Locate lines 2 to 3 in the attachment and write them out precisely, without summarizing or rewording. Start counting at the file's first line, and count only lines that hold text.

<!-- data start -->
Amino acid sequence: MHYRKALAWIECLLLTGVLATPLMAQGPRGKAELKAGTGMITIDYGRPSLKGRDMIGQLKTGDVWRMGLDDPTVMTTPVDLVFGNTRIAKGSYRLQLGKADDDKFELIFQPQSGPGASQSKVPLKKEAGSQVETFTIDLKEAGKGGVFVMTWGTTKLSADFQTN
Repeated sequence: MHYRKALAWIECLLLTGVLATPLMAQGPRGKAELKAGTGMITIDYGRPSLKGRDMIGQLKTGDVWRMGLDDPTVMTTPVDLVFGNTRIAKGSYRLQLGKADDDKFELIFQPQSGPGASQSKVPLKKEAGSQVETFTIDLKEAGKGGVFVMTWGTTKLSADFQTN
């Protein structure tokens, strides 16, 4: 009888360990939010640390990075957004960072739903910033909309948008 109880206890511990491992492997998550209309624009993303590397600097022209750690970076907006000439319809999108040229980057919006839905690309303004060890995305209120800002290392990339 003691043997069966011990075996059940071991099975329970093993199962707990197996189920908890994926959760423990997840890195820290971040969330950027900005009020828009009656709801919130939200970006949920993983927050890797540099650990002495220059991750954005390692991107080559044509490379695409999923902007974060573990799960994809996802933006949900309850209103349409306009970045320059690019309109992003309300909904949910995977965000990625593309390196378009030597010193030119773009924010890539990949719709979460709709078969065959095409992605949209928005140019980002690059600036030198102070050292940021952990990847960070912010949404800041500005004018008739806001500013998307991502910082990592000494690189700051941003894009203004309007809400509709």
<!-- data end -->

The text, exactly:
Repeated sequence: MHYRKALAWIECLLLTGVLATPLMAQGPRGKAELKAGTGMITIDYGRPSLKGRDMIGQLKTGDVWRMGLDDPTVMTTPVDLVFGNTRIAKGSYRLQLGKADDDKFELIFQPQSGPGASQSKVPLKKEAGSQVETFTIDLKEAGKGGVFVMTWGTTKLSADFQTN
């Protein structure tokens, strides 16, 4: 009888360990939010640390990075957004960072739903910033909309948008 109880206890511990491992492997998550209309624009993303590397600097022209750690970076907006000439319809999108040229980057919006839905690309303004060890995305209120800002290392990339 003691043997069966011990075996059940071991099975329970093993199962707990197996189920908890994926959760423990997840890195820290971040969330950027900005009020828009009656709801919130939200970006949920993983927050890797540099650990002495220059991750954005390692991107080559044509490379695409999923902007974060573990799960994809996802933006949900309850209103349409306009970045320059690019309109992003309300909904949910995977965000990625593309390196378009030597010193030119773009924010890539990949719709979460709709078969065959095409992605949209928005140019980002690059600036030198102070050292940021952990990847960070912010949404800041500005004018008739806001500013998307991502910082990592000494690189700051941003894009203004309007809400509709």